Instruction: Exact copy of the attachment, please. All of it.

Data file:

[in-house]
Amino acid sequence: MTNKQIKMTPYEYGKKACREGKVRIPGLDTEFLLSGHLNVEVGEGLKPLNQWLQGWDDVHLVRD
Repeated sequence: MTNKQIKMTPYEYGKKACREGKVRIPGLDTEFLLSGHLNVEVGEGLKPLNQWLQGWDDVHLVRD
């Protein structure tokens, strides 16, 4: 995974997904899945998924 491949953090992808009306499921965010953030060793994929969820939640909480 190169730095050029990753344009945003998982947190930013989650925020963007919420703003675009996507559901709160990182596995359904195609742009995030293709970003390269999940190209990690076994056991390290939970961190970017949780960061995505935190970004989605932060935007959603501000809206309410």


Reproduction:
[in-house]
Amino acid sequence: MTNKQIKMTPYEYGKKACREGKVRIPGLDTEFLLSGHLNVEVGEGLKPLNQWLQGWDDVHLVRD
Repeated sequence: MTNKQIKMTPYEYGKKACREGKVRIPGLDTEFLLSGHLNVEVGEGLKPLNQWLQGWDDVHLVRD
């Protein structure tokens, strides 16, 4: 995974997904899945998924 491949953090992808009306499921965010953030060793994929969820939640909480 190169730095050029990753344009945003998982947190930013989650925020963007919420703003675009996507559901709160990182596995359904195609742009995030293709970003390269999940190209990690076994056991390290939970961190970017949780960061995505935190970004989605932060935007959603501000809206309410």